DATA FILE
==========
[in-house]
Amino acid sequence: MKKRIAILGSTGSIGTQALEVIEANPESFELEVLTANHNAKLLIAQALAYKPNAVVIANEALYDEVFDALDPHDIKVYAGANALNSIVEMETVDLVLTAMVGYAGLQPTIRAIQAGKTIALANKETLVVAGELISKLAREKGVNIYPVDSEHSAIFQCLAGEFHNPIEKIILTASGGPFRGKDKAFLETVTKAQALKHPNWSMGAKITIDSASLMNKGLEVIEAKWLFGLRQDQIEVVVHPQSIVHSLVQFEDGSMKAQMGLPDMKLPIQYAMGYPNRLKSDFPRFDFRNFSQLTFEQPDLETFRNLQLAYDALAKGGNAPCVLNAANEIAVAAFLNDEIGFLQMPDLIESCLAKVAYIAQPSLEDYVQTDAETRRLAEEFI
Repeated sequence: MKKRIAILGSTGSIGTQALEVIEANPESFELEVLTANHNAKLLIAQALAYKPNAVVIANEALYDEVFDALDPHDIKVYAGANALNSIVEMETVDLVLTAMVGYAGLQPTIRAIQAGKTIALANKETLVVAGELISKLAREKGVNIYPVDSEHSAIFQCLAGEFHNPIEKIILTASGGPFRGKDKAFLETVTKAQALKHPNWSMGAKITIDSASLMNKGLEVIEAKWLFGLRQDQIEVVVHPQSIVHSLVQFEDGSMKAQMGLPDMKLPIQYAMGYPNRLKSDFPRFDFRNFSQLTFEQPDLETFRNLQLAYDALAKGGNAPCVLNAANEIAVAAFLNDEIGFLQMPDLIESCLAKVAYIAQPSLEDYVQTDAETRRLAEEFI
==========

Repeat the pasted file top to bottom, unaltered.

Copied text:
[in-house]
Amino acid sequence: MKKRIAILGSTGSIGTQALEVIEANPESFELEVLTANHNAKLLIAQALAYKPNAVVIANEALYDEVFDALDPHDIKVYAGANALNSIVEMETVDLVLTAMVGYAGLQPTIRAIQAGKTIALANKETLVVAGELISKLAREKGVNIYPVDSEHSAIFQCLAGEFHNPIEKIILTASGGPFRGKDKAFLETVTKAQALKHPNWSMGAKITIDSASLMNKGLEVIEAKWLFGLRQDQIEVVVHPQSIVHSLVQFEDGSMKAQMGLPDMKLPIQYAMGYPNRLKSDFPRFDFRNFSQLTFEQPDLETFRNLQLAYDALAKGGNAPCVLNAANEIAVAAFLNDEIGFLQMPDLIESCLAKVAYIAQPSLEDYVQTDAETRRLAEEFI
Repeated sequence: MKKRIAILGSTGSIGTQALEVIEANPESFELEVLTANHNAKLLIAQALAYKPNAVVIANEALYDEVFDALDPHDIKVYAGANALNSIVEMETVDLVLTAMVGYAGLQPTIRAIQAGKTIALANKETLVVAGELISKLAREKGVNIYPVDSEHSAIFQCLAGEFHNPIEKIILTASGGPFRGKDKAFLETVTKAQALKHPNWSMGAKITIDSASLMNKGLEVIEAKWLFGLRQDQIEVVVHPQSIVHSLVQFEDGSMKAQMGLPDMKLPIQYAMGYPNRLKSDFPRFDFRNFSQLTFEQPDLETFRNLQLAYDALAKGGNAPCVLNAANEIAVAAFLNDEIGFLQMPDLIESCLAKVAYIAQPSLEDYVQTDAETRRLAEEFI